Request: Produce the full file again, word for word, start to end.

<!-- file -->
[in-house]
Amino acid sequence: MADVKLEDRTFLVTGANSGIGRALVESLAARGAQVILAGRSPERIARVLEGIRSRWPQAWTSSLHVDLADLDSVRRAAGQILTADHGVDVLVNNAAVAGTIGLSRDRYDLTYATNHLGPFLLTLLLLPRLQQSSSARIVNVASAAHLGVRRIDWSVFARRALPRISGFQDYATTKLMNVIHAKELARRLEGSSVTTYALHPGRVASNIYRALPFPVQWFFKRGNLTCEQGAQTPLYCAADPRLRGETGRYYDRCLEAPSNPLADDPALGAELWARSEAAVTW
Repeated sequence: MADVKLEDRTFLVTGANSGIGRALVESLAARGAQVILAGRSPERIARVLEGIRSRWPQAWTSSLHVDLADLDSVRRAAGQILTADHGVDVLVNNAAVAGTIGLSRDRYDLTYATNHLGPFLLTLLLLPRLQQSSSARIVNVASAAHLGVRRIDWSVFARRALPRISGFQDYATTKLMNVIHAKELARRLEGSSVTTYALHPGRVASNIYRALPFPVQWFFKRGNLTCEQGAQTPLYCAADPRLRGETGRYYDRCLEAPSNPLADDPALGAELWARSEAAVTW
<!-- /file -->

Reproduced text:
[in-house]
Amino acid sequence: MADVKLEDRTFLVTGANSGIGRALVESLAARGAQVILAGRSPERIARVLEGIRSRWPQAWTSSLHVDLADLDSVRRAAGQILTADHGVDVLVNNAAVAGTIGLSRDRYDLTYATNHLGPFLLTLLLLPRLQQSSSARIVNVASAAHLGVRRIDWSVFARRALPRISGFQDYATTKLMNVIHAKELARRLEGSSVTTYALHPGRVASNIYRALPFPVQWFFKRGNLTCEQGAQTPLYCAADPRLRGETGRYYDRCLEAPSNPLADDPALGAELWARSEAAVTW
Repeated sequence: MADVKLEDRTFLVTGANSGIGRALVESLAARGAQVILAGRSPERIARVLEGIRSRWPQAWTSSLHVDLADLDSVRRAAGQILTADHGVDVLVNNAAVAGTIGLSRDRYDLTYATNHLGPFLLTLLLLPRLQQSSSARIVNVASAAHLGVRRIDWSVFARRALPRISGFQDYATTKLMNVIHAKELARRLEGSSVTTYALHPGRVASNIYRALPFPVQWFFKRGNLTCEQGAQTPLYCAADPRLRGETGRYYDRCLEAPSNPLADDPALGAELWARSEAAVTW